A few weeks back, a couple of grad school friends trekked to Everest Base Camp. I viewed the pictures of them looking fit and happy while slumped in my office chair feeling slothlike and boring.
This past week, I stood on a pier at the Norfolk Navy base and watched as the USS Carr, a Perry-class Navy frigate (FFG-52), came home to port on it’s final cruise before being decommissioned.
My sister-in-law is one of Carr’s senior officers, and one of just two women on the crew. She was returning from a 6-month deployment, during which Carr intercepted $114 MILLION DOLLARS worth of drugs. Yes, you read that number right.
The homecoming was sweet and fun to experience. There were young mothers holding up babies that the fathers hadn’t met, and lots of tearful hugs and greetings. I did my part and held the banner welcoming my SIL home, and felt honored to be a part of the whole thing.
My dad was lucky enough to be a “Tiger”; he got to board the ship in Florida and sail with it up to Norfolk. My brother and I had the same thought as the ship approached – we could see his smile from hundreds of feet away. Among the many tales he told, the one that stuck with me was the professionalism of the crew and the respect and camaraderie they showed each other.
Later in the visit, we got a tour of CARR, and my SIL knew the function of every button and dial. She told some amazing stories, and we marveled at how 200+ humans could live in such a small space without going insane.
Yesterday, on the plane flight home, I read a book called It’s Your Ship, a leadership book (also written by a Navy captain; I’m getting more familiar with the Navy lingo these days, just ask me what a CHENG is) about building a strong team and getting results. The author had a clear goal for himself as he captained his ship, and he achieved it in grand style.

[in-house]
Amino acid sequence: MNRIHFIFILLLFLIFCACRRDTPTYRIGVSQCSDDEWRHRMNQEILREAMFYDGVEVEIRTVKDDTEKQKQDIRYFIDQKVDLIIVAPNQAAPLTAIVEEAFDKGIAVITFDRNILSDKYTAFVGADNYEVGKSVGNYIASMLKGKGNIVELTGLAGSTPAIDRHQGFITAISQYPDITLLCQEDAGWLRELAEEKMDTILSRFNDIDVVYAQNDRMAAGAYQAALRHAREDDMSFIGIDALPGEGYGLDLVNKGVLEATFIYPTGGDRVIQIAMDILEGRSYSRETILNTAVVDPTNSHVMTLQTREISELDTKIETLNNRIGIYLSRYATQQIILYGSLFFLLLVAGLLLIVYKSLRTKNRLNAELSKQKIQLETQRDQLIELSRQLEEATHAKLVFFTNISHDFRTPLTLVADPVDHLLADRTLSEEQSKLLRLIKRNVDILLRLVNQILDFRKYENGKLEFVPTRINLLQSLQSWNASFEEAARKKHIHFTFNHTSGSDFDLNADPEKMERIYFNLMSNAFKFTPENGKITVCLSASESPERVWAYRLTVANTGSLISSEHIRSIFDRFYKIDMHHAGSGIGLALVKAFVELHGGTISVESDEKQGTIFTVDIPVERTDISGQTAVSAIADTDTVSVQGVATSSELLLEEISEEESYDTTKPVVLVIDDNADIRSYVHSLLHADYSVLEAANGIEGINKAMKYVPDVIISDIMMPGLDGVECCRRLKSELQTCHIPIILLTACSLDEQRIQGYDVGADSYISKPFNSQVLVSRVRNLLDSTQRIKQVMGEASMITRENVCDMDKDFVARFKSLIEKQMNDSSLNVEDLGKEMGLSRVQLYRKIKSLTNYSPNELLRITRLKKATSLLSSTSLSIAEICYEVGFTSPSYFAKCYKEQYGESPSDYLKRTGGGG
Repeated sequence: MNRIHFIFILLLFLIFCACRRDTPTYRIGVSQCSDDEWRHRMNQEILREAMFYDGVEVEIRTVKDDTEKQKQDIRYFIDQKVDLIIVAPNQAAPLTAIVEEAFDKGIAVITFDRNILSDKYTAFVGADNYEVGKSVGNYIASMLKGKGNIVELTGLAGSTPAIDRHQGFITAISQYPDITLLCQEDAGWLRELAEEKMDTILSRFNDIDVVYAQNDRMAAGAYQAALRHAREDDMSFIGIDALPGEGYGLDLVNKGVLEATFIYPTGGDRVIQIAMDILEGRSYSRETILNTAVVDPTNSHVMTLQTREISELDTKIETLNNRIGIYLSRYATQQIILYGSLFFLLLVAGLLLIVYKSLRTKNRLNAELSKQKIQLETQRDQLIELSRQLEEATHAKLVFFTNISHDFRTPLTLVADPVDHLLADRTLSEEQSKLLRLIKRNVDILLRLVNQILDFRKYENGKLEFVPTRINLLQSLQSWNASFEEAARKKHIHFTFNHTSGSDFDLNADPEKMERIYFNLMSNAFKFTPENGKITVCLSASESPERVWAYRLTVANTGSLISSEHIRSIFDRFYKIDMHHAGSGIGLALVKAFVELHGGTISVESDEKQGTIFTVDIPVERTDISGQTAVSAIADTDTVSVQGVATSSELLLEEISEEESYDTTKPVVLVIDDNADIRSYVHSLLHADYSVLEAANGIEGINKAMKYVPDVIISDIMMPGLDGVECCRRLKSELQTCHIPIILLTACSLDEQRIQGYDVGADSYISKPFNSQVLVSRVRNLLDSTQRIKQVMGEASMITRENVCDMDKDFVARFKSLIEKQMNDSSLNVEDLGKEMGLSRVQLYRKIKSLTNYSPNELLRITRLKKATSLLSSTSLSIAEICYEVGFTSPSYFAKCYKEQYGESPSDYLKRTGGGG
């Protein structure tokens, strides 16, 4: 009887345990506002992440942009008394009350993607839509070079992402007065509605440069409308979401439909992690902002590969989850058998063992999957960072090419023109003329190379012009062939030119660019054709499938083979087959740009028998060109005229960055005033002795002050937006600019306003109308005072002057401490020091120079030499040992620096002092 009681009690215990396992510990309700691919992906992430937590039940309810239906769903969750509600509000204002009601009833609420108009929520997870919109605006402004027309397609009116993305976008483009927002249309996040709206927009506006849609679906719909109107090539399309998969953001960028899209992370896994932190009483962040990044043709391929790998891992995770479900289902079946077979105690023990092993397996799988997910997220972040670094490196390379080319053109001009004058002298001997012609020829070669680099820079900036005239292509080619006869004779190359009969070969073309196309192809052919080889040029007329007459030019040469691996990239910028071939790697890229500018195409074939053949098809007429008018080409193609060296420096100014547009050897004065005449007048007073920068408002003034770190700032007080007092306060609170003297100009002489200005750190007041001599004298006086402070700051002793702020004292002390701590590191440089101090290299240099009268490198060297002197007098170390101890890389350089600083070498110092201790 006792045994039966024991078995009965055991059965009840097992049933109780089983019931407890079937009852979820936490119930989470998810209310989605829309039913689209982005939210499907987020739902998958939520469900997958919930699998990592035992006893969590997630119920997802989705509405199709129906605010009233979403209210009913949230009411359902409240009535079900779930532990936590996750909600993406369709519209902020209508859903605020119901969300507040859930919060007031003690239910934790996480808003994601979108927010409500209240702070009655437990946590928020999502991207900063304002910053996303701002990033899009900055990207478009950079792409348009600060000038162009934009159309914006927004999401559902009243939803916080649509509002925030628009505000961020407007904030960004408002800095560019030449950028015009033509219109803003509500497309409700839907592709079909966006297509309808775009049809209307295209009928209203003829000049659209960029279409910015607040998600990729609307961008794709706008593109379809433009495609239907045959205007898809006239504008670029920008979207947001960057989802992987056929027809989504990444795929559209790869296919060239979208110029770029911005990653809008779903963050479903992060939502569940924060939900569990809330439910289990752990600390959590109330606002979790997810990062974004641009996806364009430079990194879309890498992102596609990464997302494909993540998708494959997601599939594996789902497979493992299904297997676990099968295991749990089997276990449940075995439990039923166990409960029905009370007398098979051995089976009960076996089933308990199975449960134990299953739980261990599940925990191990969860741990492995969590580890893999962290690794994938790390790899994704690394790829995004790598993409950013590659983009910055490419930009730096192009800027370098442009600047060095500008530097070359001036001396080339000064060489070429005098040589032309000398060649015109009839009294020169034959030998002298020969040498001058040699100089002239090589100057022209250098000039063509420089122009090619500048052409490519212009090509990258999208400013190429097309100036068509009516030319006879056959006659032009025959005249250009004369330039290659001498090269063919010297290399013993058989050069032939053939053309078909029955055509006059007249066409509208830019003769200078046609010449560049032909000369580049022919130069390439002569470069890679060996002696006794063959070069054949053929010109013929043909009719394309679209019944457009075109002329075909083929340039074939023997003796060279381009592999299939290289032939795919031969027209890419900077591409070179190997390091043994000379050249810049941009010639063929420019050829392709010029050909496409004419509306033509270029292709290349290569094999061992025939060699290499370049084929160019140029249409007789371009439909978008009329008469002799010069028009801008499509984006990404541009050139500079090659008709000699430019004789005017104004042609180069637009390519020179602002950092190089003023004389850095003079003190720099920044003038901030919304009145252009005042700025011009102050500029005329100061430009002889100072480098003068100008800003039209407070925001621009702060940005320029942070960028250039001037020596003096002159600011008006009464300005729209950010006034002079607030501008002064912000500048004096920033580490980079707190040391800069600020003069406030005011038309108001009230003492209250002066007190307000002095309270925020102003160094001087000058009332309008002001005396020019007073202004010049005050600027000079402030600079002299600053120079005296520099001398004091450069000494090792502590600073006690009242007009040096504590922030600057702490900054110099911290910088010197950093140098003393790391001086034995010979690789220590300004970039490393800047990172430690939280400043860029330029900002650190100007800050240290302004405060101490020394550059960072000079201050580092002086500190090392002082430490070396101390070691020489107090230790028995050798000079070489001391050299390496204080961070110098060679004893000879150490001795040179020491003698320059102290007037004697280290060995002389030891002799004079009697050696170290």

Today, I returned to the office to the kind of meeting with your boss that, no matter how supportive he/she is, essentially leaves you feeling like you have fooled the whole world into thinking you know what you’re doing.
Suffice it to say that all of this adds up to some feelings of inadequacy at the moment.
Now, since I know my Dad is reading this…no need to fret, Father. I’m exhausted and it will all look better in the morning. Especially because tomorrow I will be on my way to Cookiefest 2012. More on that later.
But really, as much as I try to always be positive (with varying levels of success), there are times when I just wish for the clarity of mission and purpose of a Navy ship. I would like to be able to say that we have one goal, and point us all toward it with singular purpose. I realize I am simplifying things; my SIL would probably say that a Navy ship is a pretty complex place. I get that. Nothing is ever as simple as it seems.
But sometimes, trying to match mission with revenues is hard. Trying to balance productivity with customer service is tough. Sometimes, I wonder if it would be easier with one product, one audience, one goal. Sometimes, looking at the world around me, I doubt myself, and I doubt if the work I’m doing is valuable. Do I really I accomplish anything sitting at a desk all day while people are hiking the Himalayas and preparing for (or fighting in) a war?
I’ve read enough management books to know this kind of self-examination is normal. Deep down, I know the work we do is important. And I know myself well enough to know that I’ll soon find my mojo again and it’ll be off to the races.
But until then, I guess all I can do is retreat to the kitchen with a couple of good friends and the bake the hell out of many dozen cookies. Or mostly, I’ll assist as they bake. At Cookiefest, at least, I don’t mind being inadequate. I still get my share of the booty.